Now, in 2006, VMware announced the demise of GSX Server in favor of its new, and free I might add, VMware Server product. Why they made the shift away from GSX in favor of a new free product is a question for them, however, the move caused an extraordinary amount of excitement. With the new VMware Server we’d get the same server based virtual machines, still served out via the VMware client application to the desktop, still with the APIs and automation capability, but with a reduced price tag. What more could you want?
Finally there’s VMware Workstation. The workstation flavor is just that: a workstation-only virtualization product. For many years it lacked APIs required for automation, the ability to run virtual machines as services in the background, and the ability to perform centralized management. This made it rather crippled in terms of functionality. Many of the features I mentioned above, however, have made it into the newest VMware Workstation, including API automations, a long-awaited feature. Honestly, I spend more of my time on VMware Workstation than any other product due to its snapshot support and ease of use. This doesn’t mean it’s a better product than VMware Server, it just fits my needs a little better.
Do you prefer VMware on Linux or VMware on Windows?
Hammersley: It depends. I prefer VMware Server on Linux when I really need to squeeze out every piece of performance I can get. Linux, on average, has a greater amount of system resources available because the operating system footprint is considerably smaller than Windows. The catch however is that the configuration and management can be a bit of a trick sometimes, and if you have a mostly Windows shop you’ll have trouble getting staff buy-in.
VMware Server on Windows offers a simple install and configuration. The management of VMware Server on Windows is also pretty easy. The downfall, and this can be huge, is system resources. Your memory and CPU available to virtual machines is drastically lower on Windows than Linux. This means fewer virtual machines can run on a Windows install if you compare it to Linux with similar hardware.
In the end, it’s really about what fits into your environment.
I’ve recently been through a number of operating system upgrade experiences on the small network I maintain to learn about new technologies, and it’s really made me hunger for an all-virtual future. I just installed Windows Server 2008 in a VM (VMware Server) and contrasting that with the pain of upgrading several machines to Vista, let me just say that I have seen the future, and it’s vastly superior to the present.
The ideal scenario, IMO:
Every machine ships with a virtualization layer, or at least that’s what you install on bare metal.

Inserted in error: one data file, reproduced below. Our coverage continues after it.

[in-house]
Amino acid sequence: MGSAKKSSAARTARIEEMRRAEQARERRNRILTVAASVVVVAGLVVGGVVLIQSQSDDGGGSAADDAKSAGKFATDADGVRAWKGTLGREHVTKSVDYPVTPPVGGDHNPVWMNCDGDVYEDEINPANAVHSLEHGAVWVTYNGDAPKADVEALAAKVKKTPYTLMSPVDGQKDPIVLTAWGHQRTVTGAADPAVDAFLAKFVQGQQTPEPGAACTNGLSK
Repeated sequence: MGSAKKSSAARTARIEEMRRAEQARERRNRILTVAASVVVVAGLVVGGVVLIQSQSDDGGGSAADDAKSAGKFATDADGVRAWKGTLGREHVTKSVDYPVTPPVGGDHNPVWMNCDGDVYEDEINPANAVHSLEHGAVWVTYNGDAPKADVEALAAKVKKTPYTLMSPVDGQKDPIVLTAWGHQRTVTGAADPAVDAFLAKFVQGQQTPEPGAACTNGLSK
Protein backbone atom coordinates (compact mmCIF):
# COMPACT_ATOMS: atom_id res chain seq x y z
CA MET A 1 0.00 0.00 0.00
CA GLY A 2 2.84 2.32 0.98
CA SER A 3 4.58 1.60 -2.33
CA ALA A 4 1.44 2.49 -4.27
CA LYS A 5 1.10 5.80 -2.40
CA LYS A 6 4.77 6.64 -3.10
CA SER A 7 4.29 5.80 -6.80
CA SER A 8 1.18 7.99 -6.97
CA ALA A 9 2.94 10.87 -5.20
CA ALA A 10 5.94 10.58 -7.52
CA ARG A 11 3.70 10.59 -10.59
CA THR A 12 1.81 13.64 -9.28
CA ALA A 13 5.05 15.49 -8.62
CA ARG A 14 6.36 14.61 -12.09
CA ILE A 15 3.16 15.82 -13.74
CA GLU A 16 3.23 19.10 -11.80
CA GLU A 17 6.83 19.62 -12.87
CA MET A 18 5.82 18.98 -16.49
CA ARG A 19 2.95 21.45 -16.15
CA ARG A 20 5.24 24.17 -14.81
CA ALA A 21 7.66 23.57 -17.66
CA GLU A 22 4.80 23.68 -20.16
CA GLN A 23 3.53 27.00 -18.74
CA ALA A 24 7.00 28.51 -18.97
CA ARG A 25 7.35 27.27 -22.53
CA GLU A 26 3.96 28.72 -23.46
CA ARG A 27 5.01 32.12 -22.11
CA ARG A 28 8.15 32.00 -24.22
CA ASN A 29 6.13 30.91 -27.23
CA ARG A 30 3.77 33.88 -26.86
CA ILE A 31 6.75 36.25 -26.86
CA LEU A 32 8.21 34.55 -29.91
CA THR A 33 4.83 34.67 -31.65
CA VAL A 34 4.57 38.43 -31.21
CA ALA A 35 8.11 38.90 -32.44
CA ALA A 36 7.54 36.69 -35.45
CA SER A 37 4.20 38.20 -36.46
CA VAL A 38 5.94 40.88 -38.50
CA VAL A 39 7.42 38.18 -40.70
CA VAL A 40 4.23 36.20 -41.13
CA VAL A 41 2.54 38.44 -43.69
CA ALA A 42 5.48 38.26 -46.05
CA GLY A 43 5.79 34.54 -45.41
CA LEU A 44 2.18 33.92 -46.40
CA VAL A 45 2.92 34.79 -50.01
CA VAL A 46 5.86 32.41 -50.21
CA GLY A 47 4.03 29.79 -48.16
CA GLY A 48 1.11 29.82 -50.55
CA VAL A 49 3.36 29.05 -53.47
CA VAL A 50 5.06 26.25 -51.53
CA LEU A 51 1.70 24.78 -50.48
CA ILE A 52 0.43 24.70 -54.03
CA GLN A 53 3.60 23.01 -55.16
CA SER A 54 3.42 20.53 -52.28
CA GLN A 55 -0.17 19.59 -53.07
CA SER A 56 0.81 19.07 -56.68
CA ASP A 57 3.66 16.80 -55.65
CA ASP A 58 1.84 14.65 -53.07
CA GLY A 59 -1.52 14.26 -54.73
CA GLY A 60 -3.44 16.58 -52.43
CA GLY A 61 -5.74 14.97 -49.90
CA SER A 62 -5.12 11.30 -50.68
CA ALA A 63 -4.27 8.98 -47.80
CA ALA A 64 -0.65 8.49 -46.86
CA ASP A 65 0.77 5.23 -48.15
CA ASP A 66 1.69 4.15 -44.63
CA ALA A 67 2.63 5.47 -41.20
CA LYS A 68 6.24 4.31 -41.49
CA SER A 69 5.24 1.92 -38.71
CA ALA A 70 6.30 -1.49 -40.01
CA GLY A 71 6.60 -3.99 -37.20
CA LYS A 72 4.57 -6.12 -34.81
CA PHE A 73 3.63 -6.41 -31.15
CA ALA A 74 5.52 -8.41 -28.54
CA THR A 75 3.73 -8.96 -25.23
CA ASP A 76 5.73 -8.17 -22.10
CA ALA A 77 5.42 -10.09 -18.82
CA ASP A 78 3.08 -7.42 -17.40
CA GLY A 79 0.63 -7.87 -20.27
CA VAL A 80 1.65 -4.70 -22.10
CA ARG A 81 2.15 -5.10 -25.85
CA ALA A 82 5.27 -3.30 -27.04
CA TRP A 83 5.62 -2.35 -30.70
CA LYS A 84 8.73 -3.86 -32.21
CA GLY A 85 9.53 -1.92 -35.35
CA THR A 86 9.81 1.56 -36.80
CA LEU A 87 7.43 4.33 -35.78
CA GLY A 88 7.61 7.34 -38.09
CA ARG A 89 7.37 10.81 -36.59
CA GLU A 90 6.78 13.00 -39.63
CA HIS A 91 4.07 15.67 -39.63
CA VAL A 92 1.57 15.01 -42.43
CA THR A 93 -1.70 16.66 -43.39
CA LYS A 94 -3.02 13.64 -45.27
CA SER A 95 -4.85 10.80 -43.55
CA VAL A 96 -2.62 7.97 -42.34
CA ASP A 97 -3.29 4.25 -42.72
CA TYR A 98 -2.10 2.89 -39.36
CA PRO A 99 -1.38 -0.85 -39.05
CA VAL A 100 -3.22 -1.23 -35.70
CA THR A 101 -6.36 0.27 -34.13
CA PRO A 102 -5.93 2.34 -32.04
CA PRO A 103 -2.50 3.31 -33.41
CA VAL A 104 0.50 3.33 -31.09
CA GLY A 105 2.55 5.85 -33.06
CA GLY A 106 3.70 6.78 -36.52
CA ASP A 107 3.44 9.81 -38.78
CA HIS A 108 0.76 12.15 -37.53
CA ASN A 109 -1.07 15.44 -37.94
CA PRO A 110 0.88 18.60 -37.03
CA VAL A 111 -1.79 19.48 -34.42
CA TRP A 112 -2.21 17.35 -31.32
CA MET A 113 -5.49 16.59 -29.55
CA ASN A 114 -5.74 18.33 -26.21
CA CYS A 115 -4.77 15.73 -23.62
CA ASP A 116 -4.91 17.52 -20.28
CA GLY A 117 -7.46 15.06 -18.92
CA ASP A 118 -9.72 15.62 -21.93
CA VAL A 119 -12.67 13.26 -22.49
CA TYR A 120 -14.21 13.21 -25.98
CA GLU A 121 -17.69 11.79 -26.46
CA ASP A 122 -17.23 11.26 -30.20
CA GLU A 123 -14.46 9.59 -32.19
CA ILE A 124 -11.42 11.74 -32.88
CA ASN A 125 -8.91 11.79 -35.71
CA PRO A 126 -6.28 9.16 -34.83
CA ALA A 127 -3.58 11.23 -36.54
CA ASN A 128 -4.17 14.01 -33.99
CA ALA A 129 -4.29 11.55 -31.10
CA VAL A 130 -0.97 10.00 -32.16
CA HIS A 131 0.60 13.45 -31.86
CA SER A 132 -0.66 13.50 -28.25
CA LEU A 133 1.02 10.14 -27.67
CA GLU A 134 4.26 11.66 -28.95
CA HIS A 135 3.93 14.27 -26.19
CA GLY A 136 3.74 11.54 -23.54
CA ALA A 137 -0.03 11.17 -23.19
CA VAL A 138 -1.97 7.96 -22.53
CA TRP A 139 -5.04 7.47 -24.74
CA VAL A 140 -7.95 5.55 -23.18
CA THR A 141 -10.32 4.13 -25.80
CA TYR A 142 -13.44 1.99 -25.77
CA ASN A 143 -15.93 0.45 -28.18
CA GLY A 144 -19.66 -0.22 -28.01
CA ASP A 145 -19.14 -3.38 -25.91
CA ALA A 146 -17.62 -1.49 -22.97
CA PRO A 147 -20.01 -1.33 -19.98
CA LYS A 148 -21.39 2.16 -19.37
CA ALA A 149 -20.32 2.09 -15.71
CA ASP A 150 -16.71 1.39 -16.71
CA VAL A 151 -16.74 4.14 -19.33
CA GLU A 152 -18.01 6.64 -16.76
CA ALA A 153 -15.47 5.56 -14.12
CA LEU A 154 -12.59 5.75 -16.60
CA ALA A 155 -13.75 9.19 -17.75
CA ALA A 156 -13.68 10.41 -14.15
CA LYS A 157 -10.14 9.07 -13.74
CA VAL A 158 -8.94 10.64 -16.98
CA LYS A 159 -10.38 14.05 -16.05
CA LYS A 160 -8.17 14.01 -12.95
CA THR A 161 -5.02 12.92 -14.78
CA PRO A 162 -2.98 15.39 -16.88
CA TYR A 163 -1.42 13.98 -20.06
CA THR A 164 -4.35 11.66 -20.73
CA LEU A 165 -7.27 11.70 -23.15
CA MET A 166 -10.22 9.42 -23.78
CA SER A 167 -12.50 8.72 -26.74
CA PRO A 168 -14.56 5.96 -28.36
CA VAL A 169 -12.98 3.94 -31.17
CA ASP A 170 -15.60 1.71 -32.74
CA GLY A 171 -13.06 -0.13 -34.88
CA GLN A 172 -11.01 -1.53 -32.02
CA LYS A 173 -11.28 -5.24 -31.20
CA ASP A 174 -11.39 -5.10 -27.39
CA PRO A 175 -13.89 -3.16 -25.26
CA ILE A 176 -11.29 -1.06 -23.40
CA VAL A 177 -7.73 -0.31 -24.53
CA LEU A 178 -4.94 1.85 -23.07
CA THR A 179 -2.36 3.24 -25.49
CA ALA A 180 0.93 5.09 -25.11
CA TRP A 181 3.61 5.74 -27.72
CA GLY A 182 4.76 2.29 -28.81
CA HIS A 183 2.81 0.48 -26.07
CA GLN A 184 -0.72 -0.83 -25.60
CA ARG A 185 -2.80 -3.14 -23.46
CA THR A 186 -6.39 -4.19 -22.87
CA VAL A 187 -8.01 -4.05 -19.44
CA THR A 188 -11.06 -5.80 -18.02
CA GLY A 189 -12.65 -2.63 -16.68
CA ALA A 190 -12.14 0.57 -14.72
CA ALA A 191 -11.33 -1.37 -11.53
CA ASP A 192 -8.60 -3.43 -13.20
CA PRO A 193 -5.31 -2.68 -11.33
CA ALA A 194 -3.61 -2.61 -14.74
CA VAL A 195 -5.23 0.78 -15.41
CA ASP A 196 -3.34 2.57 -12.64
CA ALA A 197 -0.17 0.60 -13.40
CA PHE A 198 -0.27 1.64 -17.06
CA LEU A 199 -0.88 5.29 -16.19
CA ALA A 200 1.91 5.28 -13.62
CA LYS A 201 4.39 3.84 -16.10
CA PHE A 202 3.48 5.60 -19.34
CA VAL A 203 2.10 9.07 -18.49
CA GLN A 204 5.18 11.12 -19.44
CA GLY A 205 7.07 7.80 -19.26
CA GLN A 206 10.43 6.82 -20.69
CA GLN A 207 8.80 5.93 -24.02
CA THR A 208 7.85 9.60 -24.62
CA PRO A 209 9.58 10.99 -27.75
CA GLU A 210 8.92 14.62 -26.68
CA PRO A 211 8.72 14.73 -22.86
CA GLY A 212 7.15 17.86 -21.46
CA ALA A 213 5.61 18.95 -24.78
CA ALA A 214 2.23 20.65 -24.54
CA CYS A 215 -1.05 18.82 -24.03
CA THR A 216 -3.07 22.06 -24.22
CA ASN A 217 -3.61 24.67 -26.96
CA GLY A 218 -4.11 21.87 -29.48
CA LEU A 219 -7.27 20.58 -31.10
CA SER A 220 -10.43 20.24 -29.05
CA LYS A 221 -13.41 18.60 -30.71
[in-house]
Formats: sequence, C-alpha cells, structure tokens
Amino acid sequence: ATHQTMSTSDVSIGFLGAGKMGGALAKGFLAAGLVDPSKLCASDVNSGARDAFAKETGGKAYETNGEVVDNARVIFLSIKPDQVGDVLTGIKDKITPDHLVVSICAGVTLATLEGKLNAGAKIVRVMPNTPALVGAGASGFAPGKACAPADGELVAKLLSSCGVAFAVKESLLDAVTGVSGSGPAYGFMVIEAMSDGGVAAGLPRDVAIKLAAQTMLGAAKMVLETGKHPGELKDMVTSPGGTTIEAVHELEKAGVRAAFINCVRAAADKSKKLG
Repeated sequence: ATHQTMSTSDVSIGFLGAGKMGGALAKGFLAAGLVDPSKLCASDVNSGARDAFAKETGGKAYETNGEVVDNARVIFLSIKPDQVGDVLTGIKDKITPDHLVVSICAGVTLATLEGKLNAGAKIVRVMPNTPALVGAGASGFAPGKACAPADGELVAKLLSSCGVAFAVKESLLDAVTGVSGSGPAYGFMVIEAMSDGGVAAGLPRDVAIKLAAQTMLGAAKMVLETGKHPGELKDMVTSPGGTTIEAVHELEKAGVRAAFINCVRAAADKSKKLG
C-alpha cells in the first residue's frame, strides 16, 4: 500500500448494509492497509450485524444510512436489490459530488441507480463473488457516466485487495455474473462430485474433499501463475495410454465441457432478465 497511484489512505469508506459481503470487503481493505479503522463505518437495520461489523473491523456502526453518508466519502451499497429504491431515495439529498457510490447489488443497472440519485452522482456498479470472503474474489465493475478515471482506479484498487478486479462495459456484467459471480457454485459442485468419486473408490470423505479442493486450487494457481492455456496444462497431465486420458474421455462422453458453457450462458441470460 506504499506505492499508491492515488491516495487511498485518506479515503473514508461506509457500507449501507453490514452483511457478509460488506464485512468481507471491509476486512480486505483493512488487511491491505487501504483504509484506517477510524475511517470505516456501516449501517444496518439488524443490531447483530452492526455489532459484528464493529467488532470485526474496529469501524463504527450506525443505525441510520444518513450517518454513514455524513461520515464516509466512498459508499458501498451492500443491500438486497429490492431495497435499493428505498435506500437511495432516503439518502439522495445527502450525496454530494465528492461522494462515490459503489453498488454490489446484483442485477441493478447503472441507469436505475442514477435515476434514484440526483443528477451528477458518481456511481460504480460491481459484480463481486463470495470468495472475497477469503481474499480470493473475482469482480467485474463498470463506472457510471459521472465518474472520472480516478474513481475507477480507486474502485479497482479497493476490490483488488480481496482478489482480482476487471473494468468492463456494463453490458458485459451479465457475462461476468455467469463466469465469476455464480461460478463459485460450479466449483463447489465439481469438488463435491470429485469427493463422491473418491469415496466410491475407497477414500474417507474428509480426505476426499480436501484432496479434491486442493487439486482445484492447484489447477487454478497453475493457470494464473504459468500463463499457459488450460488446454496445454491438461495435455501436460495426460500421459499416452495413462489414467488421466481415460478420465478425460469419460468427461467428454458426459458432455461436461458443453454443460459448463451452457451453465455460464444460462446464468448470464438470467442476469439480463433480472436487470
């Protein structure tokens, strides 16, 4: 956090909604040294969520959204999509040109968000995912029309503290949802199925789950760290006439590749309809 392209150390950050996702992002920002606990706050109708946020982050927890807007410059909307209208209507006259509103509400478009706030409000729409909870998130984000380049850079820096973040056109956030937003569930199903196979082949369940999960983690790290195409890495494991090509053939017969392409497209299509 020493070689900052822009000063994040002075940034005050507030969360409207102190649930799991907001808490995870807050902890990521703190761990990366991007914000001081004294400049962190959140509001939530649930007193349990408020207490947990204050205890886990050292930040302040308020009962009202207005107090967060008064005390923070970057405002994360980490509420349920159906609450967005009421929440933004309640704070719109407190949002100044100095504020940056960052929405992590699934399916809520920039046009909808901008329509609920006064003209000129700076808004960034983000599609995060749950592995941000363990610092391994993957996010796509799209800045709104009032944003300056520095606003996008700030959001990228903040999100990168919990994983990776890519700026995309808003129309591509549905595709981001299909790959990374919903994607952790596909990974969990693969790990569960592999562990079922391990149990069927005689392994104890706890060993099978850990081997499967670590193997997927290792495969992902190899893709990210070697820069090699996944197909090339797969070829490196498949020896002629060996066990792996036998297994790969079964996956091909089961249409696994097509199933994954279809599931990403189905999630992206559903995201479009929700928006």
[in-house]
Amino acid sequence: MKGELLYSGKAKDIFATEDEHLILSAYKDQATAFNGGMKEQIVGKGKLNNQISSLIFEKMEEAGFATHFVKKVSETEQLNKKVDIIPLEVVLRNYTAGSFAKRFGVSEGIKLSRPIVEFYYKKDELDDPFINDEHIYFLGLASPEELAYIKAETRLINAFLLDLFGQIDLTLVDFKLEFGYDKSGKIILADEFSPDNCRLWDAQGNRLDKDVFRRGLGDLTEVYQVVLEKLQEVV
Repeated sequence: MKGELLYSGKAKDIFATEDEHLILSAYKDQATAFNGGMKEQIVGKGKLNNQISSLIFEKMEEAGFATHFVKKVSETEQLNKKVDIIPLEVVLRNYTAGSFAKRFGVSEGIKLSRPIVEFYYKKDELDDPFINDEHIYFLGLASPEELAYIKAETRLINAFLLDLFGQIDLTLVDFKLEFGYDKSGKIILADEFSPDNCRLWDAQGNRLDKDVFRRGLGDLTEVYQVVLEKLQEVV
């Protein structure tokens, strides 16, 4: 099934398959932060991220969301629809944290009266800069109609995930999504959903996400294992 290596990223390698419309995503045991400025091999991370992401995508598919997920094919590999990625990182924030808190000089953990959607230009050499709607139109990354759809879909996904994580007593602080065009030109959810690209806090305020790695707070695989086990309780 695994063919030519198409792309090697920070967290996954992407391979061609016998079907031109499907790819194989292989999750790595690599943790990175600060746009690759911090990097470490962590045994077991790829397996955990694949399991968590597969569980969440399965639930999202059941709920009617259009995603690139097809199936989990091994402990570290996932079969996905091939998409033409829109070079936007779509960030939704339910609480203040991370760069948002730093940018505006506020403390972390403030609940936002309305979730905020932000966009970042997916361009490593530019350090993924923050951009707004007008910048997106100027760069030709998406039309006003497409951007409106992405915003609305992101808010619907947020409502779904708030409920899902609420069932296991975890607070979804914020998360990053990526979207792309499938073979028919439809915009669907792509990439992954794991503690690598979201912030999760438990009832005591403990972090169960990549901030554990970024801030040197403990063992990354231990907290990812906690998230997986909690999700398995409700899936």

Every operating system comes as a VM, in a file, with a script to customize it as needed.
Every application comes in a virtual application machine — I’ll call it a virtual application component (VAC) to avoid confusion. Adding it into a VM CANNOT kill the base OS or paralyze other apps in the odd ways that apps sometimes do.
Every OS or app installation is instantly reversible and recoverable.
We’re not very far from that, eh? You can almost see Nirvana over the horizon. I’m sure I’m missing some key ingredient that will stop it all from happening (greed, maybe?). What do you think? Can we get there?
It does make me wonder what Microsoft’s Hyper-V strategy will be. Will Hyper-V be a candidate for that bare-metal layer? Or is that just going to be ESX or Xen, not that there’s anything wrong with them. Well, ESX is a bit much for desktops. Will Microsoft, in a short-sighted attempt at making sure you buy at least one copy of WS08, force you to install Hyper-V and the OS together?
Why I say short-sighted, among other reasons, is that if today’s computers had a Hyper-V layer, Vista would be having a different life. Or at least the possibility of one. There are many reasons why Vista hasn’t taken off, but at least one is the difficulties of upgrading. Here are some I’ve experienced:
1. If you had partitioned your hard drive for XP and created a boot partition with, say, 20GB, you couldn’t directly upgrade to Vista. Vista wants something like 19GB of free space to do an upgrade even though it doesn’t take up nearly that much space. If you had unallocated space on the drive, you probably couldn’t expand the boot volume into it, because for reasons I don’t understand, most XP boot volumes can’t be grown. Nor does the Vista install routine have any special mojo to accomplish that. So you had to blow away XP and do a clean install, and then reinstall all your apps. Such fun!
2. Then there’s the strange upgrade policies for Vista itself. Now I admit that I haven’t tracked down all the ramifications of enterprise licensing, but at the retail level, it sure is screwy. Let’s say you have a machine with an OEM copy of a lower version of Vista and you discover you need some of the features of Ultimate (oh yeah, I can’t live without BitLocker). You might think that buying the retail version of Ultimate would allow you to upgrade. Not a chance! Only buying a special upgrade version will do that — the full retail version can only be used to install a clean copy, once again forcing a reinstall of all apps. Who thought that was a good idea?
In both cases, wouldn’t it have been so much nicer to snapshot your VACs to a network drive, install the new VM appliance, assigning it disk resources from anywhere, reconnect your VACs and go? Maybe in the near future, your VACs would live on the network, either public or private, and the distinction between locally and remotely hosted apps would be somewhat transparent to the user.
Yes, I know there are all these nasty little issues of hardware compatibility and so on. And then there’s the occasional “change in the driver model” that renders half your hardware obsolete. But if these problems are sorted and isolated into the right layers, I have to believe life will be easier. Call me a cockeyed optimist.